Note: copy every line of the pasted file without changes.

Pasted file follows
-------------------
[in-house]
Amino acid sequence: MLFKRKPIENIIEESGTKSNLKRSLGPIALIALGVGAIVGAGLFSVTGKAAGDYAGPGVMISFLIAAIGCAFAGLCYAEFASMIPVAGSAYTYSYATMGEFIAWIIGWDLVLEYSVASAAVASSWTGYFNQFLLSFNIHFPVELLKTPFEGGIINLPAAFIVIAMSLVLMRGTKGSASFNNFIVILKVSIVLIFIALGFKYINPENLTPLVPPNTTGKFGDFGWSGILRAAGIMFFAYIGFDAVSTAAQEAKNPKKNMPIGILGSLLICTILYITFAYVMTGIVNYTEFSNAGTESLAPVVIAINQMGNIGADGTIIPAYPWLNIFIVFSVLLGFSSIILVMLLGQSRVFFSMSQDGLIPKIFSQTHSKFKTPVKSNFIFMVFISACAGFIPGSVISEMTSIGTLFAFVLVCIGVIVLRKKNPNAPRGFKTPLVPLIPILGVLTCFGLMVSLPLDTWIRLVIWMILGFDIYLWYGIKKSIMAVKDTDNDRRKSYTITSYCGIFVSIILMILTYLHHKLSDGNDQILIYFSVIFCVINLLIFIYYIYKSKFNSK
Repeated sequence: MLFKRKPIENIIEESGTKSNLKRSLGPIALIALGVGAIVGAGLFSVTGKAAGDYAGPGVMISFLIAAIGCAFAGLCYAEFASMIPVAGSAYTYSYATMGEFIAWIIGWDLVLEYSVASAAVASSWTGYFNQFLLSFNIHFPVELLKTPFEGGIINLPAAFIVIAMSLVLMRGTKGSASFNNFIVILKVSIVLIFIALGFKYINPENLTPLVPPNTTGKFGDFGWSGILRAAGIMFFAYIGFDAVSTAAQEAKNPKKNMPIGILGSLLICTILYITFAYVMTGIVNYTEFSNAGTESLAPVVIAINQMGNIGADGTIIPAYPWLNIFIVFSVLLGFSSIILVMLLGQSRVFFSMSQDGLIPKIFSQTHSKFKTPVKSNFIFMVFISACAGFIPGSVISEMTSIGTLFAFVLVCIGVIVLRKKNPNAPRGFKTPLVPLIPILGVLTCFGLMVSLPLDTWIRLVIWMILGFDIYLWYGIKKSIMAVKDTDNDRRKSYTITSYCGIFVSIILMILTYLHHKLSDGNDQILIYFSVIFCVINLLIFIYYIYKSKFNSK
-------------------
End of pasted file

[in-house]
Amino acid sequence: MLFKRKPIENIIEESGTKSNLKRSLGPIALIALGVGAIVGAGLFSVTGKAAGDYAGPGVMISFLIAAIGCAFAGLCYAEFASMIPVAGSAYTYSYATMGEFIAWIIGWDLVLEYSVASAAVASSWTGYFNQFLLSFNIHFPVELLKTPFEGGIINLPAAFIVIAMSLVLMRGTKGSASFNNFIVILKVSIVLIFIALGFKYINPENLTPLVPPNTTGKFGDFGWSGILRAAGIMFFAYIGFDAVSTAAQEAKNPKKNMPIGILGSLLICTILYITFAYVMTGIVNYTEFSNAGTESLAPVVIAINQMGNIGADGTIIPAYPWLNIFIVFSVLLGFSSIILVMLLGQSRVFFSMSQDGLIPKIFSQTHSKFKTPVKSNFIFMVFISACAGFIPGSVISEMTSIGTLFAFVLVCIGVIVLRKKNPNAPRGFKTPLVPLIPILGVLTCFGLMVSLPLDTWIRLVIWMILGFDIYLWYGIKKSIMAVKDTDNDRRKSYTITSYCGIFVSIILMILTYLHHKLSDGNDQILIYFSVIFCVINLLIFIYYIYKSKFNSK
Repeated sequence: MLFKRKPIENIIEESGTKSNLKRSLGPIALIALGVGAIVGAGLFSVTGKAAGDYAGPGVMISFLIAAIGCAFAGLCYAEFASMIPVAGSAYTYSYATMGEFIAWIIGWDLVLEYSVASAAVASSWTGYFNQFLLSFNIHFPVELLKTPFEGGIINLPAAFIVIAMSLVLMRGTKGSASFNNFIVILKVSIVLIFIALGFKYINPENLTPLVPPNTTGKFGDFGWSGILRAAGIMFFAYIGFDAVSTAAQEAKNPKKNMPIGILGSLLICTILYITFAYVMTGIVNYTEFSNAGTESLAPVVIAINQMGNIGADGTIIPAYPWLNIFIVFSVLLGFSSIILVMLLGQSRVFFSMSQDGLIPKIFSQTHSKFKTPVKSNFIFMVFISACAGFIPGSVISEMTSIGTLFAFVLVCIGVIVLRKKNPNAPRGFKTPLVPLIPILGVLTCFGLMVSLPLDTWIRLVIWMILGFDIYLWYGIKKSIMAVKDTDNDRRKSYTITSYCGIFVSIILMILTYLHHKLSDGNDQILIYFSVIFCVINLLIFIYYIYKSKFNSK